The firm is also well know for its representation of clients with equal opportunity and discrimination claims in and outside the workplace and has represented clients who have been discriminated against on the basis of age, race, religious belief, gender identity, sexual orientation and disability (including as a result of injury and from medical conditions).

Industrial Law

Ryan Carlisle Thomas has had a significant role in some of the major industrial disputes of labor history. These include:

  • The Mudginberri (1985) and Dollar Sweets disputes (1986);
  • High Court proceedings on behalf of the Australian Nursing Federation against the State of Victoria (1993);
  • The Australian waterfront dispute between Patrick Stevedores and the Maritime Union of Australia. In that dispute, Ryan Carlisle Thomas assisted in resolving proceedings under Section 45D of the Trade Practices Act;
  • International Harvester in which the firm successfully argued that the employment contracts of International Harvester's workers should not be terminated upon the appointment of managers and receivers to a company. The Supreme Court held that the company's receivers were to pay workers the wages they were owed;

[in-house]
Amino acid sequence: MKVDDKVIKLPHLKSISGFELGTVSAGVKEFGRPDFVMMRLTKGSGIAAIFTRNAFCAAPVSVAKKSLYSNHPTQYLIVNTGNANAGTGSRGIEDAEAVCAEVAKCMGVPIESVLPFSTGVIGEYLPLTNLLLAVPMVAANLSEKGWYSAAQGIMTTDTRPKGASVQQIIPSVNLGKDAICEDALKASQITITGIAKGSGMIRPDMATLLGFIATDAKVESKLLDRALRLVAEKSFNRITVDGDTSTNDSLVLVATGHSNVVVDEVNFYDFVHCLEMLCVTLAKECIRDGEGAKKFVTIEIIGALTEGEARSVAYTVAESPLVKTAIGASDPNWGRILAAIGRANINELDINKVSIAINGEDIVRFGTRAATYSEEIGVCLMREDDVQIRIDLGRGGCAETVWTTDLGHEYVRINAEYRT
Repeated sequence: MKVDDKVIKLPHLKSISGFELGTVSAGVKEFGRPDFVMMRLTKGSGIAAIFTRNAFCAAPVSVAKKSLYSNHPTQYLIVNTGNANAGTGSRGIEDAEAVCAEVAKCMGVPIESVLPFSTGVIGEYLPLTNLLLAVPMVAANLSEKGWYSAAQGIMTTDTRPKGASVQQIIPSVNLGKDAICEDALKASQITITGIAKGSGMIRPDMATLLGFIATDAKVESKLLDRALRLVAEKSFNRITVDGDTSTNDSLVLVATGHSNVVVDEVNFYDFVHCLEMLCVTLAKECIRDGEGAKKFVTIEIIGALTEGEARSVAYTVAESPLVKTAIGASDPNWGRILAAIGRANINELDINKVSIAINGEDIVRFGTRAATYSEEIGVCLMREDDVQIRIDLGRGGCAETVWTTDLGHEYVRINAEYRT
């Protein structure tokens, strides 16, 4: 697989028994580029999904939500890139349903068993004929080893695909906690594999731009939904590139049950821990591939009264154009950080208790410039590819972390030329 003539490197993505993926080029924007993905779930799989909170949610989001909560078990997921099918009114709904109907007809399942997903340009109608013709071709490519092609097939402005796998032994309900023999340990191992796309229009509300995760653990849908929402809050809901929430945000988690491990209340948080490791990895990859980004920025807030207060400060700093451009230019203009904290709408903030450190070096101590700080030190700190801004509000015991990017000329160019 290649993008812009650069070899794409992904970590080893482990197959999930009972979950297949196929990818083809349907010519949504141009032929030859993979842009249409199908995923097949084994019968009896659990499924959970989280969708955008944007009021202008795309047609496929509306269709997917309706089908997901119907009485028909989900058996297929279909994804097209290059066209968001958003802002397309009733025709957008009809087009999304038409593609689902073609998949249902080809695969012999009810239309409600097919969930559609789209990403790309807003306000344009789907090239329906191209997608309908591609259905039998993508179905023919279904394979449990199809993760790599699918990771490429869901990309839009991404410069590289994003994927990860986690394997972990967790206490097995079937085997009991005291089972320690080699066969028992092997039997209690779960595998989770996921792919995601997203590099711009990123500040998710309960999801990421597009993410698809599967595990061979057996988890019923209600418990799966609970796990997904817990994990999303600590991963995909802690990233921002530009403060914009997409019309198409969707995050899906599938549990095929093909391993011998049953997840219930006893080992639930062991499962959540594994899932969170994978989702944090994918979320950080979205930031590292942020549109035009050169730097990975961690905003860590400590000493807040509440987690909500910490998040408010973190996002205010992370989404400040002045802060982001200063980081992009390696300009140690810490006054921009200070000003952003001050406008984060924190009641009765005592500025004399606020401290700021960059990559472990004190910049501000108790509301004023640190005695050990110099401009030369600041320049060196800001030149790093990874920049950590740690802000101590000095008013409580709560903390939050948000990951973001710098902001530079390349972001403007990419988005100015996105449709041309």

• Amcor v CFMEU. Instructed by the Pulp and Paper Workers Branch of the CFMEU, Ryan Carlisle Thomas fought for the rights of workers all the way to the High Court of Australia. Here, it was succesfully argued that workers should be entitled to retrenchment or redundancy payments on the demerging of a corporation (2005);
  • Building Workers' Industrial Union v Odco Pty Ltd (the "Troubleshooters labour hire" case) (1988).

In a more recent major dispute between the Victorian Government and the Victorian branch of the Australian Nursing Federation (now Australian Nursing and Midwifery Federation), Ryan Carlisle Thomas acted as the union's legal advisers. Following a long industrial campaign and numerous proceedings, the dispute was resolved in 2012 when the government and employers agreed to union claims over wages and the maintenance of nurse-patient ratios.

Ryan Carlisle Thomas has represented its union clients in a wide variety of industrial matters. The range of issues are illustrated by the following: